The hearing in the case by the bench, which also comprised Justices R F Nariman, A M Khanwilkar, D Y Chandrachud and Indu Malhotra, went on for six days and had commenced on August 1.
Earlier in the day, the apex court had asked the Centre "what public good" the penal law on adultery served as it provided that no offence would be made if the husband of a woman approves an adulterous relationship.
The ASG had commenced her arguments by saying that adultery has been made an offence by keeping in mind the sanctity of marriage as an institution.
Anand also said that the judgement of foreign jurisdictions setting aside adultery as a criminal offence, should not be taken into account and the instant matter be decided on the basis of the social conditions prevalent in India.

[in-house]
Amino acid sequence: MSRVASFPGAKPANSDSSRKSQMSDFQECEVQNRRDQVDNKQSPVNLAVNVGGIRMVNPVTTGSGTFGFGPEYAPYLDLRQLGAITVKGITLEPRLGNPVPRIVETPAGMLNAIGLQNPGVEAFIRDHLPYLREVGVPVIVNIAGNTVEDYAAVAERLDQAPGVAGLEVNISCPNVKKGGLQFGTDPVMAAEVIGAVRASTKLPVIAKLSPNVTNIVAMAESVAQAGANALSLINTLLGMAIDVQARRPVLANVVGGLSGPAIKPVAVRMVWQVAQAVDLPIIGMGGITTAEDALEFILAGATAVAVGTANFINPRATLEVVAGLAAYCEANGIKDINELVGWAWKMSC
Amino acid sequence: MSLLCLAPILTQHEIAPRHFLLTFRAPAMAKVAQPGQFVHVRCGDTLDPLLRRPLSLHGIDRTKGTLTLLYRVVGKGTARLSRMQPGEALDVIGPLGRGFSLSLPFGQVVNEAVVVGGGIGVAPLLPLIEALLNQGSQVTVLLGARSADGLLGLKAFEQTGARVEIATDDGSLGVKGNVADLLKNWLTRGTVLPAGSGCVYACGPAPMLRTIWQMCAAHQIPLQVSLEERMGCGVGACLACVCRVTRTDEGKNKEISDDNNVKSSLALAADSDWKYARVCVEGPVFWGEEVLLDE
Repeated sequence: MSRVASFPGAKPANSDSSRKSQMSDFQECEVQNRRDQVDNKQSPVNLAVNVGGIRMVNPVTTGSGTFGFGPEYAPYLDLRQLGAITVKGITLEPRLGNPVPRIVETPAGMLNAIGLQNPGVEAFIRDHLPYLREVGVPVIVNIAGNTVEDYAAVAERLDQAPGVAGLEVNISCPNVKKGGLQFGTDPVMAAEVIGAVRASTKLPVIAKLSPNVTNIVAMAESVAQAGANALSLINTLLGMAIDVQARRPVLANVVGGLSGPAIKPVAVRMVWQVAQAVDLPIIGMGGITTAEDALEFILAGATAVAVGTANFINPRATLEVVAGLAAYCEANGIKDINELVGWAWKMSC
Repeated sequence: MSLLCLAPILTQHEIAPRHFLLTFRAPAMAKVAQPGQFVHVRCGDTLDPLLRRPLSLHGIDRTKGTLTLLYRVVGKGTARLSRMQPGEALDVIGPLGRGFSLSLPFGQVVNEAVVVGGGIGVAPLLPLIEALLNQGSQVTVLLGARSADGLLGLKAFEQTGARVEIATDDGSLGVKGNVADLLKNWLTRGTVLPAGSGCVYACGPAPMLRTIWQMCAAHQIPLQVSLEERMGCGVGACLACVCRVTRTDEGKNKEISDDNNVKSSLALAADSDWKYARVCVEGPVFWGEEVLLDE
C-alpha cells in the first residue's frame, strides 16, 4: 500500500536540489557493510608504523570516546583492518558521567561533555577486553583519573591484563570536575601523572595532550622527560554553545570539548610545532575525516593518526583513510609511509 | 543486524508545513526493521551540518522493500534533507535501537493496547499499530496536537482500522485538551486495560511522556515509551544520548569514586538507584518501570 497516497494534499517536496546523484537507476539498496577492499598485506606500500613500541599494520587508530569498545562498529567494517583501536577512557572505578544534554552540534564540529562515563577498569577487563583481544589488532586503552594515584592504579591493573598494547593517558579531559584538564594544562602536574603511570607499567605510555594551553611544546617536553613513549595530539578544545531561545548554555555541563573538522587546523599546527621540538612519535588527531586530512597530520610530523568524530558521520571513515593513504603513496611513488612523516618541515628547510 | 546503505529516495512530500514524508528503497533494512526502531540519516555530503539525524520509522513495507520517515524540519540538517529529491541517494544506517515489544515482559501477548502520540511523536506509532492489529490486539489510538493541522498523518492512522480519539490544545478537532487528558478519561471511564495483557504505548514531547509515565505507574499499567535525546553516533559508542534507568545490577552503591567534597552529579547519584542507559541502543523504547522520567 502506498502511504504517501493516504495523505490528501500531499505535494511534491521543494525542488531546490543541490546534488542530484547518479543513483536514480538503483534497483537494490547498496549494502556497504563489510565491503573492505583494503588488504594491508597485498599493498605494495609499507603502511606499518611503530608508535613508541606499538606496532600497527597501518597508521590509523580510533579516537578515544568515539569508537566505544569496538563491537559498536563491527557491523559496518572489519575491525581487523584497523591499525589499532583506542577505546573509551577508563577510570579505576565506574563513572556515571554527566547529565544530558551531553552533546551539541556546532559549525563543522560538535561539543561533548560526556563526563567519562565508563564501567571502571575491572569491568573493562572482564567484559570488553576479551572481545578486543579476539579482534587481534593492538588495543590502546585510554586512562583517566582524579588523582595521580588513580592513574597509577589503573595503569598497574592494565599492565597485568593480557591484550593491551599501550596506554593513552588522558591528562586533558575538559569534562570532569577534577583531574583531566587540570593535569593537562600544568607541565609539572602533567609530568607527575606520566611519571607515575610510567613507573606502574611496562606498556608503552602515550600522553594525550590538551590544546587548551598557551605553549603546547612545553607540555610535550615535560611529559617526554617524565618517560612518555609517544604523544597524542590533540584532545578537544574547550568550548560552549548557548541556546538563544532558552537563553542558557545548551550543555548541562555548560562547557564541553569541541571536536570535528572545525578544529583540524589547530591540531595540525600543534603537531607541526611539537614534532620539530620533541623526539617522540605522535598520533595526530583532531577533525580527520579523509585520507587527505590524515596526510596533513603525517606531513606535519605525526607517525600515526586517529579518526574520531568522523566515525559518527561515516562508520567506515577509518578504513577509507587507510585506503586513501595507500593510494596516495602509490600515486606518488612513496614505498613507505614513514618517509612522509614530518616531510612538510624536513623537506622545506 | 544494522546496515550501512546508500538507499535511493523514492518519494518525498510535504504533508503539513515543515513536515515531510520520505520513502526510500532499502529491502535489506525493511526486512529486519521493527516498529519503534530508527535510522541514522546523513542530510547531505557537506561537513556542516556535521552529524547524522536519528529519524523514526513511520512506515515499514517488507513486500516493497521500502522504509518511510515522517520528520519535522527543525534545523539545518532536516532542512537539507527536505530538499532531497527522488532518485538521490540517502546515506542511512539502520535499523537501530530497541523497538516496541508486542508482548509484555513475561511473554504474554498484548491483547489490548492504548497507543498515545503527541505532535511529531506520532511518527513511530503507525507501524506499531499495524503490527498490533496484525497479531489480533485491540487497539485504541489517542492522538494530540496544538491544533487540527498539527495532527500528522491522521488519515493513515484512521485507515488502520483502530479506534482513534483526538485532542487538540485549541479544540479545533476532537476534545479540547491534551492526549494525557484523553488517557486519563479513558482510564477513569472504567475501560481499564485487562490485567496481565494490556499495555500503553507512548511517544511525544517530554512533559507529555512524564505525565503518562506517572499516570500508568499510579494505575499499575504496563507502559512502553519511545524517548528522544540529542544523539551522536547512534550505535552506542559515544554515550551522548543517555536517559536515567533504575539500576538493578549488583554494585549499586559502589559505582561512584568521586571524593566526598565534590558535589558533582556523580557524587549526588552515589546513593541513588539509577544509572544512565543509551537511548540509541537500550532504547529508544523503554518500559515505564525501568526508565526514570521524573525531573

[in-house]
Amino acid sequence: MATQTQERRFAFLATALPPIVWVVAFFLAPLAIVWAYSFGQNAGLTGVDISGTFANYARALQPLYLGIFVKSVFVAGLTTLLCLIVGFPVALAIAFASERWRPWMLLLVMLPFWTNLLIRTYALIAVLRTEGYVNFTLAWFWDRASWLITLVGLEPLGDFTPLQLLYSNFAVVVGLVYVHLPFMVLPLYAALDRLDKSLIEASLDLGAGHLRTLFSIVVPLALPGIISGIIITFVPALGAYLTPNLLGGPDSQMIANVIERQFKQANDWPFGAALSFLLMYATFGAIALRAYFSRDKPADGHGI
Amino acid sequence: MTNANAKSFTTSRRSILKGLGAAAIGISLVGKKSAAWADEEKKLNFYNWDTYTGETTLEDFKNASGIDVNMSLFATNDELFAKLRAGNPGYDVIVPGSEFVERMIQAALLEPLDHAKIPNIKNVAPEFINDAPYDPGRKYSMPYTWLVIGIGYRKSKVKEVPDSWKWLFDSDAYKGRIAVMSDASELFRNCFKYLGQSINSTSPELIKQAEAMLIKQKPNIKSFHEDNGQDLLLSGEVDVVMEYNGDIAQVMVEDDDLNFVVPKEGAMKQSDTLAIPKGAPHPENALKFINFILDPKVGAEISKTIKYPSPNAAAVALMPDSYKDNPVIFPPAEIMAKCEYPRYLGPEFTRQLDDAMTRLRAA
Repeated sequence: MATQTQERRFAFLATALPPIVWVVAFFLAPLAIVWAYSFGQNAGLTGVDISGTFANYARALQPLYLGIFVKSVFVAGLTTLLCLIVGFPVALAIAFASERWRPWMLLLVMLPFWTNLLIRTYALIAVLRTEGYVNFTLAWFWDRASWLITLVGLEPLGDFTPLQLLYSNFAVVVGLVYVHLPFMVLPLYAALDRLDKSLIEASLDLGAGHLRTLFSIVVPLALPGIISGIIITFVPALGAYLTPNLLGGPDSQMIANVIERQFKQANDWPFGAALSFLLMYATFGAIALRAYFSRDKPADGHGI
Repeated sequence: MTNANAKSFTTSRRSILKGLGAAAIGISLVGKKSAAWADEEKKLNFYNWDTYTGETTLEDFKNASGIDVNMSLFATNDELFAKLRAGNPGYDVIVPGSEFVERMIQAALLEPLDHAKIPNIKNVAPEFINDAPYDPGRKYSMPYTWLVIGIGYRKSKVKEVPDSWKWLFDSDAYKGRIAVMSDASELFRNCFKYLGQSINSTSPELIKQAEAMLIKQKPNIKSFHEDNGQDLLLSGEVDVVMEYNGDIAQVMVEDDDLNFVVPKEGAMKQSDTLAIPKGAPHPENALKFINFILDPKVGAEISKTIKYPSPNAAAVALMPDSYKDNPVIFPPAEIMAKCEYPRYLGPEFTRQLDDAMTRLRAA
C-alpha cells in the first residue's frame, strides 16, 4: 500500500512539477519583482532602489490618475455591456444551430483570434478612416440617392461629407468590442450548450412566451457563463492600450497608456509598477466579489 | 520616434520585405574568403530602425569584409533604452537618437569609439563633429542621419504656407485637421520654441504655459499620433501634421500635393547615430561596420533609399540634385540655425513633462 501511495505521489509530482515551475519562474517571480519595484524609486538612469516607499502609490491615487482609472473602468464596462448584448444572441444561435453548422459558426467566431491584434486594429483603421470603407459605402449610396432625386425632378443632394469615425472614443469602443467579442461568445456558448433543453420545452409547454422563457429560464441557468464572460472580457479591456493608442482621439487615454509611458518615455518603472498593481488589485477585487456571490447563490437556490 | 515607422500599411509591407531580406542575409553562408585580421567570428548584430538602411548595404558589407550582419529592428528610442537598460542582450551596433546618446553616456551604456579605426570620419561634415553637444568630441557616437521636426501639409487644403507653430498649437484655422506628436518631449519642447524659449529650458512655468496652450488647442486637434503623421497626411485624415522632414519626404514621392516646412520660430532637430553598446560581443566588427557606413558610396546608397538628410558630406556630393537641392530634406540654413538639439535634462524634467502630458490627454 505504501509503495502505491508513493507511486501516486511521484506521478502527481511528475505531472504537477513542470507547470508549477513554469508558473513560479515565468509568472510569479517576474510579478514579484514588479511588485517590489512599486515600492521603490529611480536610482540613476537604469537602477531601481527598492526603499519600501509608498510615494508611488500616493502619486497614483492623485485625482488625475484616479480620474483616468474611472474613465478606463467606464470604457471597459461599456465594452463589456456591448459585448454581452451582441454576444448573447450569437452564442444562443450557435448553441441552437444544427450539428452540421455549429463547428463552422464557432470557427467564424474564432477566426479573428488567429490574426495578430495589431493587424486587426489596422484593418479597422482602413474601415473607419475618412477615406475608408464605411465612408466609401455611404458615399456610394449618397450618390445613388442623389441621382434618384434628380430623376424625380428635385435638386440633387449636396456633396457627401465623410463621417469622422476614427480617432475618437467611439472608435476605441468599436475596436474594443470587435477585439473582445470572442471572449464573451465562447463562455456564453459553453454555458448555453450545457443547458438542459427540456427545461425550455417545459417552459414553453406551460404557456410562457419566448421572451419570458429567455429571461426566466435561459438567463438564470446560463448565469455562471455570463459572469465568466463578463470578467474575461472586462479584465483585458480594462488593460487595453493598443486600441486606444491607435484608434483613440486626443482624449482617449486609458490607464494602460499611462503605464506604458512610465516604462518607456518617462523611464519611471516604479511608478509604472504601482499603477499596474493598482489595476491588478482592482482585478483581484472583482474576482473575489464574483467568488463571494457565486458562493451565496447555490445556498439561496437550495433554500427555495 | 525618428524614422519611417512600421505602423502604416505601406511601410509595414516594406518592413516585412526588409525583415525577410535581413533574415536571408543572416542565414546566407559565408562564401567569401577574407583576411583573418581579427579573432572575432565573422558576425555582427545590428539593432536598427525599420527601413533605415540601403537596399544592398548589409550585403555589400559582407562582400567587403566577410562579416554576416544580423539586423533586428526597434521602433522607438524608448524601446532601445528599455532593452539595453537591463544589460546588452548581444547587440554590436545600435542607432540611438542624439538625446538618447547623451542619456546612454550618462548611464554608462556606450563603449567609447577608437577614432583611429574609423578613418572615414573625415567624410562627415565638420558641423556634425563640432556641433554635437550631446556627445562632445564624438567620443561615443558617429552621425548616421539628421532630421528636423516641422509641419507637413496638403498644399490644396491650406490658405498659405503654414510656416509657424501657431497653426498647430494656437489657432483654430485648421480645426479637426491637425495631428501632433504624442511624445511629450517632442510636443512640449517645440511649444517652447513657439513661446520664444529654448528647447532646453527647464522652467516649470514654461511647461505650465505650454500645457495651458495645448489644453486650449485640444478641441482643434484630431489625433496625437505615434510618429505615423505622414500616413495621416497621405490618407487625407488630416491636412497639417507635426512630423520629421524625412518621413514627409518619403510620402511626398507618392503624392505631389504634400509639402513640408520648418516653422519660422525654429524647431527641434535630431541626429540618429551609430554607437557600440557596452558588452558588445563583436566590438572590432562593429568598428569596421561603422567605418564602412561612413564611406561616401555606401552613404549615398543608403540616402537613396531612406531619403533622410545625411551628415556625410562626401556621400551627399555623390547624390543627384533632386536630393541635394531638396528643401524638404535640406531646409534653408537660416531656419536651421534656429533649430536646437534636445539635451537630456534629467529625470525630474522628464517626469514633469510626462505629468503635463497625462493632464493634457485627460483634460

Referring to the inconsistencies in the penal provision, the bench posed that the burden of maintaining the sanctity of marriage rested only with the woman and not the husband.
Section 497 of the 158-year-old IPC says: "Whoever has sexual intercourse with a person who is and whom he knows or has reason to believe to be the wife of another man, without the consent or connivance of that man, such sexual intercourse not amounting to the offence of rape, is guilty of the offence of adultery."
On January 5, the apex court had referred to a five-judge constitution bench the plea challenging the validity of the penal law on adultery.
The court had taken a prima facie view that though the criminal law proceeded on "gender neutrality", the concept was absent in Section 497.
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